If my observations are correct then such a swing is about to happen, and this time we had better get it right.

The interesting part, which is missing, would be a list of such observations.

The iPad being seen as a store for Apple. The Kindles being seen as a store for Amazon. The Nook being seen as a store for Barnes & Noble. Those are just three too damned obvious examples that are totally against the grain of the history of computing he -- and I -- lived through. That's part of the pendulum right there.

Also, writers and publishers and musicians not wanting DRM but the stores -- Apple, Amazon, et al -- insisting on it. Another pendulum swing. You wind up not even having total control over your own product.

Fake DRM takedowns to stifle competition (see the Vinted thing with Kickstarter).

The battle over whether GPS tracking does or doesn't require a court order.

All the evidence is out there and I'm surprised any of you need someone else to create such a list.

And, shit, I'm a writer and I now want to learn JavaScript because I think something like Open webOS (or the Mozilla OS) is the future we'll all be running towards for technological self-defense and freedom. The path we're currently on is a noose that can hang all of us.

But there is no DRM for music in Apple's store (it was dropped entirely in 2009), and Amazon sells DRM free music too.

I think that the ‘openmoko’ phone was an (too) early attempt at forcing a reversal. The raspberry pi may be a key component here (it shares a lot of its heritage with a large number of smartphones)...

If my observations are correct then such a swing is about to happen, and this time we had better get it right. Things that point in the direction of a swing are an increasing awareness of ordinary computer users with respect to their privacy and who actually owns all that data. The fragmenting of the smartphone and tablet markets will lead to some more openness and at some point all the bits and pieces to create true open hardware will fall into place. FPGAs, 3D printing and some more ingredients will make it possible to generate very capable hardware and versatile on a relatively small budget. A mobile platform consisting of a standard phone/3G/wifi module, an FPGA and a standard touch screen would be pretty formidable and is almost within reach.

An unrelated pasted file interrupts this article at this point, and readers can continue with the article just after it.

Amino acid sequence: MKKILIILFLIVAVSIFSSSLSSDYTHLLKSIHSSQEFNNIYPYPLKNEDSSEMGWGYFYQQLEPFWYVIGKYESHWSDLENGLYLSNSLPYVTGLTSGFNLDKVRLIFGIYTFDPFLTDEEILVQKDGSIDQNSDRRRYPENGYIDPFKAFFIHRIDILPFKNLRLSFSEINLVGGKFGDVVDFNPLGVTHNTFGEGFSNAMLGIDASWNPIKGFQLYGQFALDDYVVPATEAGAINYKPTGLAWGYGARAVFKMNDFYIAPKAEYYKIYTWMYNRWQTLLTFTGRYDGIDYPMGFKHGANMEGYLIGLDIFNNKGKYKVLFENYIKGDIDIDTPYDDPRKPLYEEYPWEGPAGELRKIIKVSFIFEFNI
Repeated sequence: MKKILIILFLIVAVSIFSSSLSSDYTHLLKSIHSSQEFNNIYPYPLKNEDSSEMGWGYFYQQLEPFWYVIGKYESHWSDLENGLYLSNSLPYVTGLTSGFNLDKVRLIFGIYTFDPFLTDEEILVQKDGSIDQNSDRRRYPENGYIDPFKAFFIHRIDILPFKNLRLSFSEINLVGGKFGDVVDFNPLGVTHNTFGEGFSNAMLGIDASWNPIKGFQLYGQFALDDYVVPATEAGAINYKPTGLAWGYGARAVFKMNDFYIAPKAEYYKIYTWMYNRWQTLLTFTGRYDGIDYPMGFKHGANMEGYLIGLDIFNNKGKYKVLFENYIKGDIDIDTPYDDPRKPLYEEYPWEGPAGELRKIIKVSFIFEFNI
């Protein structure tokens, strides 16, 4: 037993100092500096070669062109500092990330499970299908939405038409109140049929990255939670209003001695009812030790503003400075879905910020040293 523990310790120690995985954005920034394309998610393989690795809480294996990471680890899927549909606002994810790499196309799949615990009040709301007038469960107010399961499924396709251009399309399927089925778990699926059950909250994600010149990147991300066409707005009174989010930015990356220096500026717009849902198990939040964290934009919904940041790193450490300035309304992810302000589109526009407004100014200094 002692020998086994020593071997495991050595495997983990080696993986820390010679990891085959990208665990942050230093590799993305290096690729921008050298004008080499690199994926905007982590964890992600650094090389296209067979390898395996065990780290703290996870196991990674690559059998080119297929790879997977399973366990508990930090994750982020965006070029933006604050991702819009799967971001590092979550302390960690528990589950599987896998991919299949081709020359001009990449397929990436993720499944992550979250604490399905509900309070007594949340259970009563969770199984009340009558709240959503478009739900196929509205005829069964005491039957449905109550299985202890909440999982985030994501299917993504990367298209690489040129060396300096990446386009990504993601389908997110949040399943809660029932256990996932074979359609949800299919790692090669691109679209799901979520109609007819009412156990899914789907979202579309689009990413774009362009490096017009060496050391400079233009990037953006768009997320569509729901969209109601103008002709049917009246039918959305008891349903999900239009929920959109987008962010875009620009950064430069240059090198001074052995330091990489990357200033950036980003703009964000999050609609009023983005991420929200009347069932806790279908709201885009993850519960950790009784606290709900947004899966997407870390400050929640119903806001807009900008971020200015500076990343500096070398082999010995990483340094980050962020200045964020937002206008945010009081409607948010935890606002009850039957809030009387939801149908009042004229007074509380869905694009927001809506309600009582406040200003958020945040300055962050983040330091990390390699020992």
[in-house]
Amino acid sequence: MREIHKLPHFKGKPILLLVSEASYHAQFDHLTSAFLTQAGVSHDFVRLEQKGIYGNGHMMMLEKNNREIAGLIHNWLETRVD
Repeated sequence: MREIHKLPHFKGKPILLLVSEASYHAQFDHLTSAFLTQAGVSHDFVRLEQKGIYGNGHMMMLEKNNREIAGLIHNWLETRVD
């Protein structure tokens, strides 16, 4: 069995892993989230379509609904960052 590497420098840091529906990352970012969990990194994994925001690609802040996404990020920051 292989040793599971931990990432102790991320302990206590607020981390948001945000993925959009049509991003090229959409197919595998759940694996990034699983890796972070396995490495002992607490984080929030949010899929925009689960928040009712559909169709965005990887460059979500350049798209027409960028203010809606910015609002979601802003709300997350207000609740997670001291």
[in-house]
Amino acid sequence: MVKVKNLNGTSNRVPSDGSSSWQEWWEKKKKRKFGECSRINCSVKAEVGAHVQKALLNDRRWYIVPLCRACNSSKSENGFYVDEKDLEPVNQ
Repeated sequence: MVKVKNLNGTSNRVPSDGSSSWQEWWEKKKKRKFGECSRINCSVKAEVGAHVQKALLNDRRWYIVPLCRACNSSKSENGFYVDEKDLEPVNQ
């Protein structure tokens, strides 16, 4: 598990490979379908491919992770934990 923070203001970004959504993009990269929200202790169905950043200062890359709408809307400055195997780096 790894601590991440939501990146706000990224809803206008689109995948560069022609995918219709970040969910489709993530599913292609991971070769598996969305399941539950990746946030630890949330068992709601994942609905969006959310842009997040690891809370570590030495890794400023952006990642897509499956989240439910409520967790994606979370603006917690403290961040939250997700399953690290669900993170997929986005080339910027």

The whole paragraph is a list of observations and reasoning.

Rather than assuming that it's not you could concede that since it has moved in the past, and it may move again.

But pragmatically, what to do about it? I don't think answers such as "don't buy" proprietary or closed source has any effect, since enough others do and will continue to do so. One option may be to (continue ?) to develop unrestrict[ed |ive] software that is more desirable than the closed equivalent. But as we know, that's not easy.

Not really. Consumer software is still a young enough industry that a couple of data points are not enough to draw definitive conclusions on. There are plenty of industries that began with a period of openness but eventually settles into an oligopoly due to cost, patents, and government regulation. Look how hard it is to DIY a laptop, and that's part of a relatively open system.

The government (by which I mean political interests) want to regulate the internet badly and are just waiting for the opportunity/event to occur that allows them to form enough of a consensus to do so. You can't put the genie back in the bottle completely, there will always be open computing and open protocols, but the idea that computers will always be a platform from which "a couple of kids in a garage" can launch a revolution; I think that is far from a sure thing.

> But pragmatically, what to do about it? I don't think answers such as "don't buy" proprietary or closed source has any effect, since enough others do and will continue to do so. One option may be to (continue ?) to develop unrestrict[ed |ive] software that is more desirable than the closed equivalent. But as we know, that's not easy.

What was it about the web that made it more desirable to Prodigy, AOL? I'd love to see accounts from insiders in the industry at the time that that disruption took place. It's easy to say in hindsight that the web was better but why did people at the time think it was better?